The airline industry on Thursday reported an "unprecedented and shocking" plunge in global air cargo traffic. The International Air Transport Association said traffic volumes fell 22.6 per cent year-on-year in December. Air freight accounts for 35 per cent of the value of goods traded internationally.
Giovanni Bisignani, IATA director-general, said, "There is no clearer description of the slowdown in world trade. Even in September 2001 [after the terror attacks in the US] when much of the global fleet was grounded, the decline was only 13.9 per cent."
International passenger traffic dropped 4.6 per cent in December. Iata said the fall was less dramatic than in cargo as volumes had been supported by year-end leisure travel that had been booked in advance.
However, Airlines are still striving to reduce capacity to match demand. Capacity was reduced 1.5 per cent year-on-year in December, resulting in airlines filling 73.8 per cent of available seats, still down from 76.2 per cent a year ago. "Until this comes into balance, even the sharp fall in fuel prices cannot save the industry from drowning in red ink," said Bisignani.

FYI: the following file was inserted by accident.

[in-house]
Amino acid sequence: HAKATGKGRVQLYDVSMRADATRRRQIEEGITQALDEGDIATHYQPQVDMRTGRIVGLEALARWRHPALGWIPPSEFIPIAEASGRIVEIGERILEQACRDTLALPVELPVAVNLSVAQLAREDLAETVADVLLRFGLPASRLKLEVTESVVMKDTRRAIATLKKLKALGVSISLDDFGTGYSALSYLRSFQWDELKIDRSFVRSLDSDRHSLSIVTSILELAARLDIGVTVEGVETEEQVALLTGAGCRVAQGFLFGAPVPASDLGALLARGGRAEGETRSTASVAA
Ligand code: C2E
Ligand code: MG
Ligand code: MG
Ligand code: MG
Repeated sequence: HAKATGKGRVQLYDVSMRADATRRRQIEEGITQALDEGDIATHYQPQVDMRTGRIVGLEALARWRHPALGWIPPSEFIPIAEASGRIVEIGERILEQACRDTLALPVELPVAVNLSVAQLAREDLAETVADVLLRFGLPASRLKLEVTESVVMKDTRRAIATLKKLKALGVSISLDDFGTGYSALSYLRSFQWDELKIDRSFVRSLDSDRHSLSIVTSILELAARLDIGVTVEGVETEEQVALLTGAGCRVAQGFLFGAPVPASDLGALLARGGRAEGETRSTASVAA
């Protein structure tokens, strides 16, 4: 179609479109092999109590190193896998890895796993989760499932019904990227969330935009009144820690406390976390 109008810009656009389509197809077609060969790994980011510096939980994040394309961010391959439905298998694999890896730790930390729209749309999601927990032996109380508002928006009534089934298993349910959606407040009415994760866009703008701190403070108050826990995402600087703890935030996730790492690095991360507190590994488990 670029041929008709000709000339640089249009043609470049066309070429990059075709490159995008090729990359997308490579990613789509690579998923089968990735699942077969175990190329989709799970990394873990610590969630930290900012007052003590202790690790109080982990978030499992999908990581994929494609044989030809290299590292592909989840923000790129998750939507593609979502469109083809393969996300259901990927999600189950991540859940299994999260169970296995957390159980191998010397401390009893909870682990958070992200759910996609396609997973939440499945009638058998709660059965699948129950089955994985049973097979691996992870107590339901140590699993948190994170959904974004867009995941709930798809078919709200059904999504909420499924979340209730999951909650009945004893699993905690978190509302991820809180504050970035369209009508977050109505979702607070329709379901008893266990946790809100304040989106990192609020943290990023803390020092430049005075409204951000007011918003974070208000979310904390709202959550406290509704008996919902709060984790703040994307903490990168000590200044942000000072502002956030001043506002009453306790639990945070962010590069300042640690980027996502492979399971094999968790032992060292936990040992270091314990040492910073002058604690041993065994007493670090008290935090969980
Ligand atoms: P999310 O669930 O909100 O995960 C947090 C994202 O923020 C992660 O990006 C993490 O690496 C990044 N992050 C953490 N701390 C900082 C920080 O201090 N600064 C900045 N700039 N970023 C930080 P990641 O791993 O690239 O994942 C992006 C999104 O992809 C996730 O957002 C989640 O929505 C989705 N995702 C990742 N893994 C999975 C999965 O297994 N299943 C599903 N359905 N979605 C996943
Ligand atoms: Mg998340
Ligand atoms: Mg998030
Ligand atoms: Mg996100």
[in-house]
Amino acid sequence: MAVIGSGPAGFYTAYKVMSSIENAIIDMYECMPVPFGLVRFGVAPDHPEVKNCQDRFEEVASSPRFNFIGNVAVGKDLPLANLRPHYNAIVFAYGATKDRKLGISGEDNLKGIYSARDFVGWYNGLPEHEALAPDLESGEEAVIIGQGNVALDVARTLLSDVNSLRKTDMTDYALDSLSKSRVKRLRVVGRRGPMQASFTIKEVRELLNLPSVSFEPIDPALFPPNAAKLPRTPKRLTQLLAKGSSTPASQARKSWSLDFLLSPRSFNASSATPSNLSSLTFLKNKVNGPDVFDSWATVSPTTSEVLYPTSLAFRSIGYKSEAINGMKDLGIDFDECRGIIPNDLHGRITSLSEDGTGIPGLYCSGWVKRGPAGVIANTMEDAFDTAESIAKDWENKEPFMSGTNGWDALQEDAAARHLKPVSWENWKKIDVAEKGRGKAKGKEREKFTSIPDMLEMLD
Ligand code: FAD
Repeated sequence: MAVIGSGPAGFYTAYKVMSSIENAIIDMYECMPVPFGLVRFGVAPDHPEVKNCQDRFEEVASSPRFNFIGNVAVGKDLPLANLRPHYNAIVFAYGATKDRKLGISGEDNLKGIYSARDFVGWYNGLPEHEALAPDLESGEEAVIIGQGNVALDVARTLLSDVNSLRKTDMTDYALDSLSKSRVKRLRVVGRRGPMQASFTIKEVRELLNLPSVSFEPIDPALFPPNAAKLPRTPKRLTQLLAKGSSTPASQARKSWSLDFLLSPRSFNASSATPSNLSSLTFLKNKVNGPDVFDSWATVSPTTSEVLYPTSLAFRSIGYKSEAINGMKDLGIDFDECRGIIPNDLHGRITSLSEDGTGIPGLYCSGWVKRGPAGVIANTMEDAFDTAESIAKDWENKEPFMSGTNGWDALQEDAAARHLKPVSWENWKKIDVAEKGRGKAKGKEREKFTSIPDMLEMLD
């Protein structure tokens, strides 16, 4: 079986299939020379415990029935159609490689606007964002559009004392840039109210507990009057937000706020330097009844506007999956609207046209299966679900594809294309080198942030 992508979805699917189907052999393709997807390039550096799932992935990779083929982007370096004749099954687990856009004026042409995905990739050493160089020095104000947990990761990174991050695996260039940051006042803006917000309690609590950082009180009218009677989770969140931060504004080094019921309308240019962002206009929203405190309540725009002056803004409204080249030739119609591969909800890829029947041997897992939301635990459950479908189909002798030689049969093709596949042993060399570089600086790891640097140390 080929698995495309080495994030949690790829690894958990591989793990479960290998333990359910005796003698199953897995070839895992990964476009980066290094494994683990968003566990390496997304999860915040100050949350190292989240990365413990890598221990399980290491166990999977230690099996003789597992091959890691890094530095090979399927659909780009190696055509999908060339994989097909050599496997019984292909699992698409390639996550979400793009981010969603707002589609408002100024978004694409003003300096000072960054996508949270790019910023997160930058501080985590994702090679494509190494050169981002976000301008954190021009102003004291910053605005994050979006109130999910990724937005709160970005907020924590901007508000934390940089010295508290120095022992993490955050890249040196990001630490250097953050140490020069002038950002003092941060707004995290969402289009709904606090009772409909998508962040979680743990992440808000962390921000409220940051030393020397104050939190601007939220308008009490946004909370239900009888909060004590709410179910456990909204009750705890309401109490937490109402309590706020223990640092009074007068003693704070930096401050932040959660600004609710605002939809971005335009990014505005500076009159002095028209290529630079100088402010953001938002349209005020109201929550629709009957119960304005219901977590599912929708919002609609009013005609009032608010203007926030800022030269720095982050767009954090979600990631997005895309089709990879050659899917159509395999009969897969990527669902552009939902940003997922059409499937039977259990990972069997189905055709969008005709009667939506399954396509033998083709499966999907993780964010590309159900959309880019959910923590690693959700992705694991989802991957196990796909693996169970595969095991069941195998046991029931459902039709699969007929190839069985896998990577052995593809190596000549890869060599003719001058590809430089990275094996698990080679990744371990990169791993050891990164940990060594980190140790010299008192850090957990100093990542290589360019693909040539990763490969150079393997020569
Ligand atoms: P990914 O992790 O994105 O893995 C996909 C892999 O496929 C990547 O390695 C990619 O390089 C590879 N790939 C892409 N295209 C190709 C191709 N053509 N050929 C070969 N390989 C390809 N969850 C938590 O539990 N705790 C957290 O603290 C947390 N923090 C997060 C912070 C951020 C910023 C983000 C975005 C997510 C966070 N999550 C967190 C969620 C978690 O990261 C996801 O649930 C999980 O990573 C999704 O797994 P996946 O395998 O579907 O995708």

British Airways warned this week that it expected an operating loss of about £150m ($215m) in the financial year to the end of March. The announcement came shortly after Air France-KLM, the largest European carrier, disclosed a loss of about €200m ($260m) in the quarter up to December.
Fare levels were also under attack, Bisignani said. Premium passenger traffic, the segment in which most network carriers generate the bulk of their profits, had dropped sharply. The number of premium tickets issued globally fell 11.5 per cent in November.
For the full year of 2008, IATA said international air cargo traffic dropped 4 per cent. Passenger volumes rose 1.6 per cent, compared with 7.4 per cent in 2007.
Bisignani said, "2009 is shaping up to be one of the toughest years ever for international aviation. The 22.6 per cent drop in international cargo traffic in December puts us in uncharted territory, and the bottom is nowhere in sight."